Hogan Lovells

Key Dates

Univar UK Ltd v Smith & Others [2020] EWHC 1596 (Ch).

Judgment given on 19 June 2020.


Summary

The High Court has granted rectification of a scheme's pension increase and revaluation rules, so that they apply the statutory minimum requirements rather than inflation linked to the Retail Prices Index (RPI).  The original 1996 trust deed and rules (the "1996 Deed") provided for:

The 1996 Deed was replaced in 2008 by a consolidating trust deed and rules (the "2008 Deed"), which provided for pension increases and revaluation to be by reference to RPI.  It also provided for deferred pensions to be revalued annually instead of the statutory requirement to revalue once at the time the pension comes into payment.  The sponsoring employer argued that it was never intended at the time of the 2008 Deed to "hard-wire" increases/revaluation by reference to RPI or to change to annual revaluation and that the effect of doing so had increased the cost of funding the scheme by around £26m.

The 2008 Deed

Rectification

The judge considered the case law on rectification and noted the following.

Court's decision

The judge held that the evidence demonstrated a collective intent of the trustees and the employer to produce a new trust deed and rules which consolidated the scheme documentation, having regard to legal changes and changes in way scheme was administered.  No substantial change was intended to be made by the 2008 Deed unless it fell within an authorised category – which the amendments to the increase and revaluation provisions did not.  Rectification was therefore available.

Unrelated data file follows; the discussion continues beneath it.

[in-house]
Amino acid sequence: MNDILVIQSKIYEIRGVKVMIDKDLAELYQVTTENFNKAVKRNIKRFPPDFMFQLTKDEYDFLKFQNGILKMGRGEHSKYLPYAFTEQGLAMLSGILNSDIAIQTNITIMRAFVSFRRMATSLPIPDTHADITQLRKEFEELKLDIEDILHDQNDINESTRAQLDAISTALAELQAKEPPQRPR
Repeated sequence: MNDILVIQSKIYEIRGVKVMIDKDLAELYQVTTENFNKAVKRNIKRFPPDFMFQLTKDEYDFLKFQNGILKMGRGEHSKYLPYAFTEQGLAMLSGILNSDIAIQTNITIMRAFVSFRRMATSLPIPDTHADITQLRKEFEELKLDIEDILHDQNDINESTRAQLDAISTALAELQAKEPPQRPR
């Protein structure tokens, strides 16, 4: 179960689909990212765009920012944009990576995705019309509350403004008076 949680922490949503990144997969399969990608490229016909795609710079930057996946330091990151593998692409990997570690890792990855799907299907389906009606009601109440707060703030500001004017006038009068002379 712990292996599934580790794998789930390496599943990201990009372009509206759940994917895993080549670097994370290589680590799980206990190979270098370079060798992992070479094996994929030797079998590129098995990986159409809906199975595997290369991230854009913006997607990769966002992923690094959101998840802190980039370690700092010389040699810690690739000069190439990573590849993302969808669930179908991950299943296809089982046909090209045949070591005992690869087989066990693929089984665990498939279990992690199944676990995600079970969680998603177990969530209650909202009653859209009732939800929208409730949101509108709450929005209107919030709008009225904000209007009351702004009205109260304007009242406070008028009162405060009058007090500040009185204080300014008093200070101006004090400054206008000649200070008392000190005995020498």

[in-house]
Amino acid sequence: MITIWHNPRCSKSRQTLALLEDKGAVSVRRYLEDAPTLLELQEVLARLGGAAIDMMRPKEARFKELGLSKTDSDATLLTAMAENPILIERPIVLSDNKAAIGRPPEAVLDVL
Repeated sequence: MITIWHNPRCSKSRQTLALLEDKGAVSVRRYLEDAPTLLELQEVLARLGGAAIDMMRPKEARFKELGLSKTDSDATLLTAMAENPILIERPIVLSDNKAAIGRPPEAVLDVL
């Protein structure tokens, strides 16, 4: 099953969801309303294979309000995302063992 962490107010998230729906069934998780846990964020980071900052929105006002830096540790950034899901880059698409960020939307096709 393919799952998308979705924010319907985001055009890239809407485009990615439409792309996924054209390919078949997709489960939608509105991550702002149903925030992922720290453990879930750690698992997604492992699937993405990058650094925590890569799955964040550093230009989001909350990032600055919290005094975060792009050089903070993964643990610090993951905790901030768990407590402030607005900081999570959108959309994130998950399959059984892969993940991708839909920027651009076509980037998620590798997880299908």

Defences        

The representative beneficiary raised various defences arising from the following questions.

The judge rejected the defences.  Arguments he relied on included the following.

It was very unlikely that anyone would have thought that having RPI-linked revaluation (as distinct from revaluation linked to another inflation measure) would be a significant factor in a member's decision to opt out of the DB section.  This was especially so as the member communications made the same statement about revaluation for members who did not opt out, plus it was clear that the employer intended to break the final salary link applicable to any members who remained in the DB section. It was therefore difficult to identify circumstances in which the option of remaining in the DB section would benefit any member. 



Date Accessed: 28/05/2022